Background: Cystic fibrosis (CF) is the most commonly inherited lethal autosomal recessive genetic disease amongst Caucasians. CF results from mutations in the cystic fibrosis transmembrane conductance regulator (CFTR) gene. Patients with homozygous or compound heterozygous CFTR mutations have a risk of pancreatitis, but typically do not live long enough to develop pancreatic ductal adenocarcinoma (PDA), a disease that has an average age at diagnosis of 65 years. Little is known about the risk of the development of PDA in people who are heterozygous for mutations in the CFTR gene. Patients and Methods: We report a case of a patient with PDA who underwent resection, who is a carrier for the W1282X nonsense mutation in the CFTR gene. The patient is of Ashkenazi Jewish ethnicity and has a family history of CF, but no family history of PDA. We reviewed the English language literature for the prevalence of PDA in CF patients (and CFTR mutations in the setting of PDA) and their significance in terms of screening, and the use of this mutation as a biomarker for an increased risk of the development of PDA. Conclusion: We conclude that patients with CFTR mutations, who also have other risks for the development of PDA such as a family history of the disease, should undergo screening and be educated about their risks. © 2011 The Society for Surgery of the Alimentary Tract. Source

Burkhart R.A.,Biliary and Related Cancer Center | Peng Y.,University of Delaware | Norris Z.A.,Biliary and Related Cancer Center | Tholey R.M.,Biliary and Related Cancer Center | And 19 more authors.
Molecular Cancer Research | Year: 2013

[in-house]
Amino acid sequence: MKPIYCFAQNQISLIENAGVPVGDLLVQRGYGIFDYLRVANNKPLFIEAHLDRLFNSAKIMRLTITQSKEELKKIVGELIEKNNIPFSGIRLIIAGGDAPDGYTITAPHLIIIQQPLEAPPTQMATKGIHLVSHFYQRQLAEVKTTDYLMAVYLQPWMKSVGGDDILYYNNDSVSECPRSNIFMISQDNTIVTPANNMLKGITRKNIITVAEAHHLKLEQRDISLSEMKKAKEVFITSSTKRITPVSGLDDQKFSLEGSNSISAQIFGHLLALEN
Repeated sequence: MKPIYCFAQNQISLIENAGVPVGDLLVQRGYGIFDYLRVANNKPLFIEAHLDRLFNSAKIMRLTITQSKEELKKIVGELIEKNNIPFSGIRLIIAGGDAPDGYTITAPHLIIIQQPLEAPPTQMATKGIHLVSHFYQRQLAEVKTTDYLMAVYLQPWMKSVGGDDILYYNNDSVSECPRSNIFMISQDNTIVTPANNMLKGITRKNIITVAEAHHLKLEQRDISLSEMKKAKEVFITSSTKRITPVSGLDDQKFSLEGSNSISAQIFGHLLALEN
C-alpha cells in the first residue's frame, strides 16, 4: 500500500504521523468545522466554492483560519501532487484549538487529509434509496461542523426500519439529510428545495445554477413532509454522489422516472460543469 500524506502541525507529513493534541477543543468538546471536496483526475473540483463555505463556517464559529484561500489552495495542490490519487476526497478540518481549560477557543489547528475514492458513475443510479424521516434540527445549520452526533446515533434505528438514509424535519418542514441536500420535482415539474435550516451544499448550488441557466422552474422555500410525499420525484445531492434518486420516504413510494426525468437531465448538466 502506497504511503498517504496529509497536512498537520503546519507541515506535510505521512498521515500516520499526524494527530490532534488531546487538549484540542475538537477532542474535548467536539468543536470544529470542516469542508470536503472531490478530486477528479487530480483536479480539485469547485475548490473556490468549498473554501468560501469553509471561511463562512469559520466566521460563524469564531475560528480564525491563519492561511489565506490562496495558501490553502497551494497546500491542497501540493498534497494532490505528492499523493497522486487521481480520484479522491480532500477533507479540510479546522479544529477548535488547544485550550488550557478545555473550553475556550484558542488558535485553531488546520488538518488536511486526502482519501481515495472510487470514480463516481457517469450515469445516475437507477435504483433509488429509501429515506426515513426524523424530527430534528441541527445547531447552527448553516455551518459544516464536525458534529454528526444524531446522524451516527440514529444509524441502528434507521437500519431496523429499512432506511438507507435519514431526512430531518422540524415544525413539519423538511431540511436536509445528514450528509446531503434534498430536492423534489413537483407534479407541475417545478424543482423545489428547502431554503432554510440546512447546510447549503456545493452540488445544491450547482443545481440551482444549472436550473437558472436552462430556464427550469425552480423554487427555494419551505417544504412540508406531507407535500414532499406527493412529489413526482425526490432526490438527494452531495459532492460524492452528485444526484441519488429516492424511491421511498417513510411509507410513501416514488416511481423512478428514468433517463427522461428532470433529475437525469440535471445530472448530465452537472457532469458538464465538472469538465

Pancreatic ductal adenocarcinoma (PDA) is the fourth leading cause of cancer-related death in the United States, with a 95% five-year mortality rate. For over a decade, gemcitabine (GEM) has been the established first-line treatment for this disease despite suboptimal response rates. The development of PARP inhibitors that target the DNA damage repair (DDR) system in PDA cells has generated encouraging results. Ubiquitinspecific peptidase 11 (USP11), an enzyme that interacts with the DDR protein BRCA2, was recently discovered to play a key role in DNA double-strand break repair and may be a novel therapeutic target. A systematic high-throughput approach was used to biochemically screen 2,000 U.S. Food and Drug Administration (FDA)-approved compounds for inhibition of USP11 enzymatic activity. Six pharmacologically active small molecules that inhibit USP11 enzymatic activity were identified. An in vitro drug sensitivity assay demonstrated that one of these USP11 inhibitors, mitoxantrone, impacted PDA cell survival with an IC50 of less than 10 nM. Importantly, across six different PDA cell lines, two with defects in the Fanconi anemia/ BRCA2 pathway (Hs766T and Capan-1), mitoxantrone is 40- to 20,000-fold more potent than GEM, with increased endogenous USP11 mRNA levels associated with increased sensitivity to mitoxantrone. Interestingly, USP11 silencing in PDA cells also enhanced sensitivity to GEM. These findings establish a preclinical model for the rapid discovery of FDA-approved compounds and identify USP11 as a target of mitoxantrone in PDA. Implications: This high-throughput approach provides a strong rationale to study mitoxantrone in an early-phase clinical setting for the treatment of PDA. © 2013 AACR. Source